I came in here this morning to blog about an anti-oilsands environmental campaign by Corporate Ethics International called “Rethink Alberta”. But it seems the story has become much more nasty than before.
On Wednesday (July 14), the campaign launched with billboards, TV spots and online video urging Americans in key western markets not to spend their tourist dollars in the Canadian province of Alberta until the controversial oil sands (AKA “tar sands”) project is halted. While a huge money-maker for Canada, as it contains up to 1.7 trillion barrels worth of petroleum, the project has drawn much international criticism for the broad environmental impacts on the land, indigenous people, and wildlife of the area.
Corporate Ethics International’s stand is that the oil sands project is a comparable environmental disaster to the BP blowout in the Gulf of Mexico.
Not surprisingly, this has led to outrage in places like Edmonton:
Indeed, billboards targeting Alberta as the “other oil disaster” are so bizarrely unfair and hypocritical, they verge on comical parody. Does Michael Marx, director of the ironically named Corporate Ethics, truly believe that the “oilsands” are much worse than the Deep Horizon catastrophe that has now spewed millions of barrels of crude into the economically and ecologically vulnerable Gulf of Mexico?
Where this all took a strange turn was that Corporate Ethics International pulled their original video from YouTube, and reposted the one you see above, just yesterday. From what I can gather, this was to mitigate some of their claims, like downgrading the affected area from twice the size of England to “just” one England. And according to an unsympathetic media blog, The Shotgun, this was preceded by deleting the comments section on their web site.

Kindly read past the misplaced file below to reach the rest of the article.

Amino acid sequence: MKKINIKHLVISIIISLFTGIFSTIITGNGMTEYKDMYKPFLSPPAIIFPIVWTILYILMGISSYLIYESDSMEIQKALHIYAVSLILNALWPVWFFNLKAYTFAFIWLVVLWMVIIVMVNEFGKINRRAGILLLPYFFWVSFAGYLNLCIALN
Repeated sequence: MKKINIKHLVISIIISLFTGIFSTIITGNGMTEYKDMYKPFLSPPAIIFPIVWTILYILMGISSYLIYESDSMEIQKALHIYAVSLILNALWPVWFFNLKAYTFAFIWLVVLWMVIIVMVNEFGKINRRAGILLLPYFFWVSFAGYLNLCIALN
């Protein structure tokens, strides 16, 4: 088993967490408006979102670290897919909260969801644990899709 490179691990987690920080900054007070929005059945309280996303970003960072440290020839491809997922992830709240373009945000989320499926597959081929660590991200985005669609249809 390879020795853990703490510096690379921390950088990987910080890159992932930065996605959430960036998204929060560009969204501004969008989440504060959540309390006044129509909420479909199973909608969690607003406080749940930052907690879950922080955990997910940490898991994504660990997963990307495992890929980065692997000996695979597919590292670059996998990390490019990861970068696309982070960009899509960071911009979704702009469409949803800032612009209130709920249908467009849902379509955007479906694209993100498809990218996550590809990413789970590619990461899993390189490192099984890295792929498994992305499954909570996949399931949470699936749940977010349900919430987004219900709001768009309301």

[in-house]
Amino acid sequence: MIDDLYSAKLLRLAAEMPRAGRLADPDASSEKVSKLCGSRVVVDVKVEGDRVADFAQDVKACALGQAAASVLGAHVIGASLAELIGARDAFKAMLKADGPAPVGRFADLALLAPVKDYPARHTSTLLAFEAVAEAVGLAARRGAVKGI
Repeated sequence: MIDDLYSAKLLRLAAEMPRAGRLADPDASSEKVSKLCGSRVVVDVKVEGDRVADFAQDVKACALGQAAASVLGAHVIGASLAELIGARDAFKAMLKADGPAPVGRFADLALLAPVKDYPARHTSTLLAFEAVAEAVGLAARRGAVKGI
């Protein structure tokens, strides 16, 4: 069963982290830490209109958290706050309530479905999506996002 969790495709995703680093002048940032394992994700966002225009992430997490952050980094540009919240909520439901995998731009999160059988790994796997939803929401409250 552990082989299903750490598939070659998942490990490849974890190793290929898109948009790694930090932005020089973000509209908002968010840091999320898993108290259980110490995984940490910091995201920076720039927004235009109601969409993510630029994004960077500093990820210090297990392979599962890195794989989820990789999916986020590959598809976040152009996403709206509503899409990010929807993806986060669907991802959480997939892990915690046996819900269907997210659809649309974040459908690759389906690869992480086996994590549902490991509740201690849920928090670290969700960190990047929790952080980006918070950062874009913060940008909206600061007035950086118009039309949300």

At the same time, Alberta politicians like Wildrose Alliance Leader Danielle Smith are calling for an emergency all-party meeting to respond to the bad publicity:
“We seem to be putting ourselves into this cycle now where we get lobbed grenades and then we react and they lob another grenade,” she said.
“I think it would be far more powerful if we all come together in a joint press conference, shoulder-to-shoulder, saying we defend the industry, we recognize there are some problems and we’re working on them.”
This plea was dismissed by Premier Ed Stelmach, despite mounting pressure from groups like Greenpeace and the Sierra Club, and Syncrude’s recent conviction on poisoning some 1,600 wild ducks through their operations.
Whatever your stand on the environmental, economic and social justice complexities of the issue, it seems that (on the Internet at least) the fight over the Alberta oil sands has become dirtier than ever.